In preparation for December 23, let's look more deeply at this . . . .
Three related issues
|The image for the NYC "Peace and|
the Planet" rally perfectly expresses
the multi-dimensional nature of the
mass mobilization(s) being undertaken.
On the one hand, there are plenty of reasons that we should all be able to agree to cooperate around these issues.
In addition, there are grounds to say that it is foolish to try to postpone any of them; they are all urgent, and they all must proceed without delay.
On the other hand, successful mass action is conditioned on what large number of people are able to seize upon at once, and be highly motivated about.
How can we expect our 2015 mass mobilizations to address all three without losing some of their crispness.
Question 1: Are we speaking clearly enough about risk?
I think we can all agree that the big problem we are up against is that the vast majority of people underestimate risk: risk of nuclear annihilation, risk of radiation poisoning, risk of climate crisis.
Somewhat amazingly, the world has started to take the risk of climate crisis seriously.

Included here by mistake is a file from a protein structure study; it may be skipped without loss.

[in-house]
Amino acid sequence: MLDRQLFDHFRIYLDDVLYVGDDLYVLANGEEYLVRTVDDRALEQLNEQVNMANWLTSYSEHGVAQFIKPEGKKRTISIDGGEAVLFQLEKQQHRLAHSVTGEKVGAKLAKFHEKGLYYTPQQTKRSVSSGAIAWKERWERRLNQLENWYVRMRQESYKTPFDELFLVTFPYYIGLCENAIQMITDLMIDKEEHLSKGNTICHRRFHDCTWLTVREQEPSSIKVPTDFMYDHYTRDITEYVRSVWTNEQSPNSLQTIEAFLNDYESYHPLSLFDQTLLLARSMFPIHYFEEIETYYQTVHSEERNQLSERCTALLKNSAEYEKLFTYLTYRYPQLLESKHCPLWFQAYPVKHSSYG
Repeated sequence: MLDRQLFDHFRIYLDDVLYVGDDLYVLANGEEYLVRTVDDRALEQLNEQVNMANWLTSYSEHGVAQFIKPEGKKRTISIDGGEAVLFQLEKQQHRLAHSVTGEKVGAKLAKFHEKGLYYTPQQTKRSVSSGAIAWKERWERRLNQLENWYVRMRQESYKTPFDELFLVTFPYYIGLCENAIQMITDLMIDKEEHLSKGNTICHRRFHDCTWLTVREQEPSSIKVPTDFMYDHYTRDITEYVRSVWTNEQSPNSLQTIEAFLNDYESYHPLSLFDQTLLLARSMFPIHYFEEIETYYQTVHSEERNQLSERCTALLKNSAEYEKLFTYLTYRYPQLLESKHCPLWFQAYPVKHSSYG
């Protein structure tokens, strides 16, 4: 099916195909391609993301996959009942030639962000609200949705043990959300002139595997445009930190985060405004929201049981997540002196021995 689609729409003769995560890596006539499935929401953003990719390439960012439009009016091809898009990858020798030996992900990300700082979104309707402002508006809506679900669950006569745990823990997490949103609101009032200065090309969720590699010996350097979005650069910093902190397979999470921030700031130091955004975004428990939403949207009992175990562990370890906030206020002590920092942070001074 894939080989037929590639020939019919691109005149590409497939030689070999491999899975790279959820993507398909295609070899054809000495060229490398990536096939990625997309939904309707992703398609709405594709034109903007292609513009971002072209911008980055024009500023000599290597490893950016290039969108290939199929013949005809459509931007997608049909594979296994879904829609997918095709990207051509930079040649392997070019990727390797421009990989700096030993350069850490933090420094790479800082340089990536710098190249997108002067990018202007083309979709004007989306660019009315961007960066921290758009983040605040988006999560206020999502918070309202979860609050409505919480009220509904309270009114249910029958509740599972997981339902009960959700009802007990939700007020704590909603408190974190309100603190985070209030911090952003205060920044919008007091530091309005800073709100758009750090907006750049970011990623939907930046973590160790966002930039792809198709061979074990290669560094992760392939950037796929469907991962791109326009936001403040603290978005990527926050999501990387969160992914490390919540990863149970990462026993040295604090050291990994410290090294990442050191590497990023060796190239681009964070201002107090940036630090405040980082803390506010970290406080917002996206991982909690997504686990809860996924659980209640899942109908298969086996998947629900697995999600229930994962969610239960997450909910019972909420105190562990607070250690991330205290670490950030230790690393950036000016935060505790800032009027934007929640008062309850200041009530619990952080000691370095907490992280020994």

I wonder: aren't we still failing to make it clear to the vast majority of people that
* the climate crisis is a clear risk --
causality is certain -- and is urgent
* the risk of radiation poisoning is less clear to most people --
but if anything it is even more imminent and urgent
* the risk of nuclear annihilation is even less clear to most people --
out of sight, out of mind -- but in terms of actual catastrophic, irreversible
consequences -- it is the most imminent and urgent of the three
If this is true, what does it imply for our priorities in our 2015 mass mobilization?
|U.S. Government (NOAA) graphic shows cross-pacific connections|
Question 2: Are we doing enough to build our story?
In particular, I am wondering if we should be doing more to emphasize that the kind of radiation poisoning that is being experienced right now in Fukushima illustrates before our eyes one of the horrible humanitarian consequences associated with nuclear weapon use.
I wonder if there are other strong points of interrelationship that we need to explain.
Question 3: How do we tell our story most effectively?
With a highly dispersed movement, how do we work together to try out the many possible ways of explaining this story, and arriving at the way(s) that have maximum impact?
What are your comments on this?